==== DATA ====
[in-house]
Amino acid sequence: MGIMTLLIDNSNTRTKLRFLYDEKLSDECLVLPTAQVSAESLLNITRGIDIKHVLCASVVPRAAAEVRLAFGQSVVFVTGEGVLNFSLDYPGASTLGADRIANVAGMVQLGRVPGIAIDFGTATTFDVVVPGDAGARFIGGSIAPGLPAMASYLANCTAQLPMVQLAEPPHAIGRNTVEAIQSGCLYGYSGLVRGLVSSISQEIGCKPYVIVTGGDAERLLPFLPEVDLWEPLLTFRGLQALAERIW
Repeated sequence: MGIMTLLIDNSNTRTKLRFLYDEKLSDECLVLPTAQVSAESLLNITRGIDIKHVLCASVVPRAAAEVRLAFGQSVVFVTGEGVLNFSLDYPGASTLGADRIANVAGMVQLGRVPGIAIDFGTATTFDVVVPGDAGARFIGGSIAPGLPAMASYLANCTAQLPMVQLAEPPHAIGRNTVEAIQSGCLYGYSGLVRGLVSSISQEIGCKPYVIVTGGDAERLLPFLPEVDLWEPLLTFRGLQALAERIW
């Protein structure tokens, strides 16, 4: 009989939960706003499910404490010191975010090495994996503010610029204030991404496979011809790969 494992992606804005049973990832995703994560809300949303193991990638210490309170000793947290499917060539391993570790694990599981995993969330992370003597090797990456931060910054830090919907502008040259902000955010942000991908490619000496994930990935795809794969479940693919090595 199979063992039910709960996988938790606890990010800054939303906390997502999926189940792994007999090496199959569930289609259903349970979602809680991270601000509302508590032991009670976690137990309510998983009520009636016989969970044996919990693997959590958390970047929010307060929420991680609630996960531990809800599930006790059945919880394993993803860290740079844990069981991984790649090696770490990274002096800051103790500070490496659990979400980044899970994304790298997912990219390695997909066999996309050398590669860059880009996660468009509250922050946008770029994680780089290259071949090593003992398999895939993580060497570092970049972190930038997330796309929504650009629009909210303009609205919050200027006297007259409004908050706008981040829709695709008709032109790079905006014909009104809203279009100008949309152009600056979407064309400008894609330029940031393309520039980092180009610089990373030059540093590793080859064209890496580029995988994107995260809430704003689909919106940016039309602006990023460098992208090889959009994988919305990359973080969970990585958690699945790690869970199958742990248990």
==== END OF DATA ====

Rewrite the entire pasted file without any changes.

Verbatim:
[in-house]
Amino acid sequence: MGIMTLLIDNSNTRTKLRFLYDEKLSDECLVLPTAQVSAESLLNITRGIDIKHVLCASVVPRAAAEVRLAFGQSVVFVTGEGVLNFSLDYPGASTLGADRIANVAGMVQLGRVPGIAIDFGTATTFDVVVPGDAGARFIGGSIAPGLPAMASYLANCTAQLPMVQLAEPPHAIGRNTVEAIQSGCLYGYSGLVRGLVSSISQEIGCKPYVIVTGGDAERLLPFLPEVDLWEPLLTFRGLQALAERIW
Repeated sequence: MGIMTLLIDNSNTRTKLRFLYDEKLSDECLVLPTAQVSAESLLNITRGIDIKHVLCASVVPRAAAEVRLAFGQSVVFVTGEGVLNFSLDYPGASTLGADRIANVAGMVQLGRVPGIAIDFGTATTFDVVVPGDAGARFIGGSIAPGLPAMASYLANCTAQLPMVQLAEPPHAIGRNTVEAIQSGCLYGYSGLVRGLVSSISQEIGCKPYVIVTGGDAERLLPFLPEVDLWEPLLTFRGLQALAERIW
């Protein structure tokens, strides 16, 4: 009989939960706003499910404490010191975010090495994996503010610029204030991404496979011809790969 494992992606804005049973990832995703994560809300949303193991990638210490309170000793947290499917060539391993570790694990599981995993969330992370003597090797990456931060910054830090919907502008040259902000955010942000991908490619000496994930990935795809794969479940693919090595 199979063992039910709960996988938790606890990010800054939303906390997502999926189940792994007999090496199959569930289609259903349970979602809680991270601000509302508590032991009670976690137990309510998983009520009636016989969970044996919990693997959590958390970047929010307060929420991680609630996960531990809800599930006790059945919880394993993803860290740079844990069981991984790649090696770490990274002096800051103790500070490496659990979400980044899970994304790298997912990219390695997909066999996309050398590669860059880009996660468009509250922050946008770029994680780089290259071949090593003992398999895939993580060497570092970049972190930038997330796309929504650009629009909210303009609205919050200027006297007259409004908050706008981040829709695709008709032109790079905006014909009104809203279009100008949309152009600056979407064309400008894609330029940031393309520039980092180009610089990373030059540093590793080859064209890496580029995988994107995260809430704003689909919106940016039309602006990023460098992208090889959009994988919305990359973080969970990585958690699945790690869970199958742990248990």